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Before we get to Friday's storm potential, the new drought monitor is out and the trend for drought expansion continues to be noted around the central Midwest. Here's the corn belt as a whole. Leading the way again is WC Iowa where extreme drought prevails. Roughly 40 percent of the Midwest is at the very least drier than normal.

This is the amount of change that's taken place across the region over the past week. All the areas in yellow advanced a drought class, not surprising with the hot and relatively dry those areas.

Iowa is the epicenter of the dry conditions this summer. As of August 25th, 96 percent of the state is experiencing drier than normal soil levels. Over one-third of Iowa is in severe to extreme drought.

These are the weekly changes observed in Iowa.

Below are the corn belt precipitation departures since the first week of June.

August has been especially dry around the majority of my area with departures in most spots 2 1/2 to 3 1/2 inches since the beginning of the month.

Now that I've demonstrated the need for rain, lets look at prospects through Sunday night. First and foremost, if it's going to happen the window of opportunity is restricted to Friday. The first chance is Friday morning and that should only involve the area near and north of HWY 20. Much depends on a convective system Thursday night that is taking shape over South Dakota. With a fairly stout cap in place over most of Iowa and Illinois, the main thrust of what develops should impact Minnesota, Wisconsin, and far northern Iowa. If the MCS can generate a strong enough cold pool the outflow could get some storms down around HWY 20. That's a big if and I prefer a northward play with this wave of precipitation.

That brings me to Friday afternoon and here's where the forecast is still far from clear and will deserve watching as the mesoscale dynamics unfold throughout Friday morning. Assuming my area stays dry Friday morning and we get the necessary heating, afternoon instability should be pretty robust. The EURO shows significantly less CAPE than the GFS. That indicates less potential for strong updrafts. However, the GFS is ripe showing a much more impressive environment. Here's the comparison of the two at 4:00 pm.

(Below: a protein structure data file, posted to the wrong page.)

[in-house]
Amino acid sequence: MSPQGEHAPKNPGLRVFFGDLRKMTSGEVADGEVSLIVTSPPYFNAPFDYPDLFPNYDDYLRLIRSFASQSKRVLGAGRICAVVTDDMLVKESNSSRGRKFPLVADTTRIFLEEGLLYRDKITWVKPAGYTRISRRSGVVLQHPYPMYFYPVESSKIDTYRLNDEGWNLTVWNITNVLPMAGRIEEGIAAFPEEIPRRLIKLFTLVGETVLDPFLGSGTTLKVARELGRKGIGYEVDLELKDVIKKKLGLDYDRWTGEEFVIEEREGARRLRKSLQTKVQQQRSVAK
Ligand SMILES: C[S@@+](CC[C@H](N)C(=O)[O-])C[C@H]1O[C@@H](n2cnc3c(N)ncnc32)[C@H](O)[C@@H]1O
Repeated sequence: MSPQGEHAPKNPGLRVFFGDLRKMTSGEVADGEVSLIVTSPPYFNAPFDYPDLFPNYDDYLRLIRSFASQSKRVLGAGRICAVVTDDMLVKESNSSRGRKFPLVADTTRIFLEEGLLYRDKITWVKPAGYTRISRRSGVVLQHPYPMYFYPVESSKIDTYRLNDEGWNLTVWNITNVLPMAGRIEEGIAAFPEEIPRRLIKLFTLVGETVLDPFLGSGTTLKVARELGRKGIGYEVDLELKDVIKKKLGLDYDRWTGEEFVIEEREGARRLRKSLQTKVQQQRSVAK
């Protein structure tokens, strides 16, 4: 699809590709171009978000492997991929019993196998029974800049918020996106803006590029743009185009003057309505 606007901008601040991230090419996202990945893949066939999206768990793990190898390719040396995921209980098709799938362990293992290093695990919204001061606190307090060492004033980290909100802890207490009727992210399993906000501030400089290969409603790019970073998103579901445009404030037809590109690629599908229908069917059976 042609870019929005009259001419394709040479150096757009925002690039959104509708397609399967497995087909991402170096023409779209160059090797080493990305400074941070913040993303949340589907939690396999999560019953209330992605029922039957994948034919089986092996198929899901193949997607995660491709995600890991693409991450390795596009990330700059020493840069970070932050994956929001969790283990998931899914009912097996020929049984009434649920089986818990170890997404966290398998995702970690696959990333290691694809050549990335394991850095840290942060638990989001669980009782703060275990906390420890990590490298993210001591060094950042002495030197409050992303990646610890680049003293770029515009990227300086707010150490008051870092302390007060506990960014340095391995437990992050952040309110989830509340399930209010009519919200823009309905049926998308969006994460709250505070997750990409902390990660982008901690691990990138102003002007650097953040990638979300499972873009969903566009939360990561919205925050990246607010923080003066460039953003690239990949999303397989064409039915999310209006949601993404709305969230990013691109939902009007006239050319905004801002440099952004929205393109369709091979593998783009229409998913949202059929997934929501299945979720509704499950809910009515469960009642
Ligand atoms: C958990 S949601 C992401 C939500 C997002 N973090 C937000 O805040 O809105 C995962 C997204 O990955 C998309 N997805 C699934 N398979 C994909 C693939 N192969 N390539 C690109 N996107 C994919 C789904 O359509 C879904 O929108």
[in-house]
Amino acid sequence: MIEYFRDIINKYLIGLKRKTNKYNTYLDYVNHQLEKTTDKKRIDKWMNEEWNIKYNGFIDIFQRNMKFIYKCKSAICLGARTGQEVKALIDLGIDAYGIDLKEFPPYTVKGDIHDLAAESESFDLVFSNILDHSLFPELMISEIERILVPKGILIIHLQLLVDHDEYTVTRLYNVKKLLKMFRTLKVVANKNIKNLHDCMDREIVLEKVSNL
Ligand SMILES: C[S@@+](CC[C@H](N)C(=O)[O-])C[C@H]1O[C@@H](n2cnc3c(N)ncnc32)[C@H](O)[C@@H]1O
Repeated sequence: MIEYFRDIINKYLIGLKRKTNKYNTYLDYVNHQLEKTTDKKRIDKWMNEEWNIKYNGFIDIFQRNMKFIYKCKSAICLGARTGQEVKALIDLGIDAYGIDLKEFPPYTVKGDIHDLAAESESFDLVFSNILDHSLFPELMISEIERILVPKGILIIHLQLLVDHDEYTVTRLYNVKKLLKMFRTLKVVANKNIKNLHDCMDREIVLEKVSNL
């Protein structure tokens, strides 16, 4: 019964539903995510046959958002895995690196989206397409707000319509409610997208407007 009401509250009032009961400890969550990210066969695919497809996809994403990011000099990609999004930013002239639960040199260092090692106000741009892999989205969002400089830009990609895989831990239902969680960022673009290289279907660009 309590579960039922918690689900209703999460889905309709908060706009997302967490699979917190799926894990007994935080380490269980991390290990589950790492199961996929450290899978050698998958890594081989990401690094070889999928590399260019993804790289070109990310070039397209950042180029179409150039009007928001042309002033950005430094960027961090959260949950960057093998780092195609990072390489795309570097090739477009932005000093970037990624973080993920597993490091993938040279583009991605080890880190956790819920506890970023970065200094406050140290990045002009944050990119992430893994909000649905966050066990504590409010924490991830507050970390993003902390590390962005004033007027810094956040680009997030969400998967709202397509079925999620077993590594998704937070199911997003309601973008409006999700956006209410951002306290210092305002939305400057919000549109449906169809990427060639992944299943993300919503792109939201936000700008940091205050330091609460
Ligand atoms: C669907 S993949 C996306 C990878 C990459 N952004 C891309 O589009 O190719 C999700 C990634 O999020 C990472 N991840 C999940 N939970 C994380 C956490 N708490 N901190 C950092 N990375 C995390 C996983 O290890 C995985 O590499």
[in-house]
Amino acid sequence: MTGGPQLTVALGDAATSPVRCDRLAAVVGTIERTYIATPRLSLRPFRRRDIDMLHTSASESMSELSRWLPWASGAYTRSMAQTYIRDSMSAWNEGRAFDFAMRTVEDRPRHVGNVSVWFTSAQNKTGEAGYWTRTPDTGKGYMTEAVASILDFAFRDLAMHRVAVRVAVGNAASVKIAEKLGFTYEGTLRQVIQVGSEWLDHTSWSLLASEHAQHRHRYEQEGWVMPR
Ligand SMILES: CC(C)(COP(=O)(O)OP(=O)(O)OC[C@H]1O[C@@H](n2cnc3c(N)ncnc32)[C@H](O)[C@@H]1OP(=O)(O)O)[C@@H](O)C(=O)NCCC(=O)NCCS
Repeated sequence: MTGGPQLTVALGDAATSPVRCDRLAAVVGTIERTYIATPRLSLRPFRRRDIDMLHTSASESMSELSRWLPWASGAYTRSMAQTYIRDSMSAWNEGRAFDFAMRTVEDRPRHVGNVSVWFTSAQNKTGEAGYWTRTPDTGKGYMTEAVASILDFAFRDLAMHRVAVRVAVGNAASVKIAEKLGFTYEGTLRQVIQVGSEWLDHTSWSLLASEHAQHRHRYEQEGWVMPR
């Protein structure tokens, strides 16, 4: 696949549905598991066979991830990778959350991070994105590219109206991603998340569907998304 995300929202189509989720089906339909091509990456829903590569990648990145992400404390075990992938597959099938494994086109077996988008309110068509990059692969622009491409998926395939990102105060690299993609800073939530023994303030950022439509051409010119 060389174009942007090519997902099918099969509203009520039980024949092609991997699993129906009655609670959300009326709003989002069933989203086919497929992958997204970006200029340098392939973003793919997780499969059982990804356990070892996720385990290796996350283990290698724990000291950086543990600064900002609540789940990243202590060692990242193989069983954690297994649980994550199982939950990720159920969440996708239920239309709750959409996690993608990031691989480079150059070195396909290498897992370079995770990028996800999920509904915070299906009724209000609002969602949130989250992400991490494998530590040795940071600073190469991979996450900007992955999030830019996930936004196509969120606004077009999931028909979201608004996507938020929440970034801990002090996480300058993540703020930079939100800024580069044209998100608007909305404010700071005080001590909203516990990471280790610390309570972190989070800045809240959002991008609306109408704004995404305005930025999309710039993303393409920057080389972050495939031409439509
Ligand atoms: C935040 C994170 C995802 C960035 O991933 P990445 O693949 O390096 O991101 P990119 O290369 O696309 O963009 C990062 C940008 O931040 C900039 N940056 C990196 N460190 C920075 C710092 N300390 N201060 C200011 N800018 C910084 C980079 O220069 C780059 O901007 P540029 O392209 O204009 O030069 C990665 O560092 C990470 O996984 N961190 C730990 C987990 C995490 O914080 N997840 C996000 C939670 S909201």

Again, with the necessary heating the GFS scenario is plausible, especially with steep lapse rates in place.There will be a cap to contend with and the strength of the cap will be an important factor in the eventual outcome of any severe weather. The other key is the forcing that arrives in the form of a cold front late afternoon. At some point the cap should break but when and where is still open for debate. If it breaks and instability is optimized, rapid thunderstorm growth is a real possibility as are downburst winds and hail. The Storm Prediction Center is all in as of Thursday night showing an enhanced risk of severe thunderstorms (3 out of a risk scale of 5).

I still have doubts about where the cap breaks and how much of my area gets into the storm and rain potential. To me (as of Thursday night) the area southeast of a line from Cedar Rapids to Dubuque appears to have the best chances. However SPC in their outlook is much further northwest. Since they are the experts I will defer to them and just throw my idea out as food for thought. We will have a much better idea of prospects later in the morning. Keep an eye out for an update.

As for rain totals, there could be some spots with heavy downpours but the the storms are likely to be fast movers so even in areas where they occur, rain amounts may not be that impressive for their overall strength. Both the GFS and EURO focus the heavier rains over the NE half of my region.


The EURO shows this for rainfall. The coverage is even less with it's later initiation and lower instability parameters.

Whatever happens, cooler and drier air arrives for the weekend putting this late season heat wave to bed. The weekend looks really nice after what could be a few fireworks Friday. Roll weather...TS

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